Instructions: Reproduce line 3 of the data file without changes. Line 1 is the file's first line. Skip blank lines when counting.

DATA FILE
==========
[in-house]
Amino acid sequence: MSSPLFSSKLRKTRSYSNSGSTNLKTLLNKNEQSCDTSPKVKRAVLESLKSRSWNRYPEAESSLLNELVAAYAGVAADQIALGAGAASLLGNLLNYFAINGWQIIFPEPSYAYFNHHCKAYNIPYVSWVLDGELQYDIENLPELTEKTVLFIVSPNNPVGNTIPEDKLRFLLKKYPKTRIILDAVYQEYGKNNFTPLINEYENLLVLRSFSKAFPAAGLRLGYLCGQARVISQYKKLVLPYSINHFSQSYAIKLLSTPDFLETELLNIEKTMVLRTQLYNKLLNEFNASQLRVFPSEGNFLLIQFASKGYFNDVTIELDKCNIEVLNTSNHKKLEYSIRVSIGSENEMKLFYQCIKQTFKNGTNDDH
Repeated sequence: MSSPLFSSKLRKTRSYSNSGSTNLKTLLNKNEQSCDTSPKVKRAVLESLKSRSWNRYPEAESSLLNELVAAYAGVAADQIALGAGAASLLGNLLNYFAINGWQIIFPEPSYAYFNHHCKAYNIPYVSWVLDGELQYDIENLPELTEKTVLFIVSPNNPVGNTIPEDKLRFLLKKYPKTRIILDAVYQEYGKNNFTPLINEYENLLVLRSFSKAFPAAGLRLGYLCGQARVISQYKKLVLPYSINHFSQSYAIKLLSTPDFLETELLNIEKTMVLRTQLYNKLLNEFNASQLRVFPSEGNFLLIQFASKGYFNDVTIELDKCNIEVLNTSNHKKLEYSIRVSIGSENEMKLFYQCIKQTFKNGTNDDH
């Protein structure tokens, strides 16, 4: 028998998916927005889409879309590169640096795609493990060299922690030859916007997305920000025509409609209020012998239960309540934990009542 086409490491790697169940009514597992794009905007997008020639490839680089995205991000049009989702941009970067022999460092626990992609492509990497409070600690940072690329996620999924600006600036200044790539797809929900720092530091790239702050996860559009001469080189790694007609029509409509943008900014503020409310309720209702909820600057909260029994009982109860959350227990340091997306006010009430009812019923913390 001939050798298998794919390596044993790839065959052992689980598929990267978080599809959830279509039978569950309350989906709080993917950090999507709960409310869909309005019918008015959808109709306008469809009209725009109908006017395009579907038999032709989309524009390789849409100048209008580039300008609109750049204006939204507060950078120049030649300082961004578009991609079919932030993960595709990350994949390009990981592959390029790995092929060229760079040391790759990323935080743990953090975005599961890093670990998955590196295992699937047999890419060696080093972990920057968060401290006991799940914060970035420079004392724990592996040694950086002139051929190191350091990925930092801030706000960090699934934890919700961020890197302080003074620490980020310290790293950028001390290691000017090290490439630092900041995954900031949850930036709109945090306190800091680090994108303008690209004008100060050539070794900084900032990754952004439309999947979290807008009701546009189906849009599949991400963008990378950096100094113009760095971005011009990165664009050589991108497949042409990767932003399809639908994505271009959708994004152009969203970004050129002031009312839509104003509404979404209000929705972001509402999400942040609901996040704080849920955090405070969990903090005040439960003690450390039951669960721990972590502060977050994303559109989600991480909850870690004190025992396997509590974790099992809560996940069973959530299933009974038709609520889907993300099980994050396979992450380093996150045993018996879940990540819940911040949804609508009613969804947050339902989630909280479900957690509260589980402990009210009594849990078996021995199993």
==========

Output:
Repeated sequence: MSSPLFSSKLRKTRSYSNSGSTNLKTLLNKNEQSCDTSPKVKRAVLESLKSRSWNRYPEAESSLLNELVAAYAGVAADQIALGAGAASLLGNLLNYFAINGWQIIFPEPSYAYFNHHCKAYNIPYVSWVLDGELQYDIENLPELTEKTVLFIVSPNNPVGNTIPEDKLRFLLKKYPKTRIILDAVYQEYGKNNFTPLINEYENLLVLRSFSKAFPAAGLRLGYLCGQARVISQYKKLVLPYSINHFSQSYAIKLLSTPDFLETELLNIEKTMVLRTQLYNKLLNEFNASQLRVFPSEGNFLLIQFASKGYFNDVTIELDKCNIEVLNTSNHKKLEYSIRVSIGSENEMKLFYQCIKQTFKNGTNDDH